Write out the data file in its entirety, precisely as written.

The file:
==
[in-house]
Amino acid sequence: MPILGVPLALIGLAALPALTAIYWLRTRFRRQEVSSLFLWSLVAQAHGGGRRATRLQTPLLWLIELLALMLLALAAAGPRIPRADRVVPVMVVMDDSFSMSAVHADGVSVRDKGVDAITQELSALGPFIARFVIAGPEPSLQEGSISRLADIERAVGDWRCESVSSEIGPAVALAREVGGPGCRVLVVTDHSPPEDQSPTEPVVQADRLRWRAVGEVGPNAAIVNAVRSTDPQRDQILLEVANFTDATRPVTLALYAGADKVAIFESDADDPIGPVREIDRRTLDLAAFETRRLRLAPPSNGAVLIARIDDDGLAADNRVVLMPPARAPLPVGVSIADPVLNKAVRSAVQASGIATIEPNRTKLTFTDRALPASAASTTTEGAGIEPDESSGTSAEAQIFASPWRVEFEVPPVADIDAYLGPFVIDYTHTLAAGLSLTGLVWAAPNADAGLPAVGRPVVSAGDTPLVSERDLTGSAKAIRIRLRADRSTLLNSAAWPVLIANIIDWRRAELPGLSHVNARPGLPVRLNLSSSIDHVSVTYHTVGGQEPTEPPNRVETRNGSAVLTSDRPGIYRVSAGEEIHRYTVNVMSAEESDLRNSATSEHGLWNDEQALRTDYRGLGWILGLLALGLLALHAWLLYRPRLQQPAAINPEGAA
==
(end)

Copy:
[in-house]
Amino acid sequence: MPILGVPLALIGLAALPALTAIYWLRTRFRRQEVSSLFLWSLVAQAHGGGRRATRLQTPLLWLIELLALMLLALAAAGPRIPRADRVVPVMVVMDDSFSMSAVHADGVSVRDKGVDAITQELSALGPFIARFVIAGPEPSLQEGSISRLADIERAVGDWRCESVSSEIGPAVALAREVGGPGCRVLVVTDHSPPEDQSPTEPVVQADRLRWRAVGEVGPNAAIVNAVRSTDPQRDQILLEVANFTDATRPVTLALYAGADKVAIFESDADDPIGPVREIDRRTLDLAAFETRRLRLAPPSNGAVLIARIDDDGLAADNRVVLMPPARAPLPVGVSIADPVLNKAVRSAVQASGIATIEPNRTKLTFTDRALPASAASTTTEGAGIEPDESSGTSAEAQIFASPWRVEFEVPPVADIDAYLGPFVIDYTHTLAAGLSLTGLVWAAPNADAGLPAVGRPVVSAGDTPLVSERDLTGSAKAIRIRLRADRSTLLNSAAWPVLIANIIDWRRAELPGLSHVNARPGLPVRLNLSSSIDHVSVTYHTVGGQEPTEPPNRVETRNGSAVLTSDRPGIYRVSAGEEIHRYTVNVMSAEESDLRNSATSEHGLWNDEQALRTDYRGLGWILGLLALGLLALHAWLLYRPRLQQPAAINPEGAA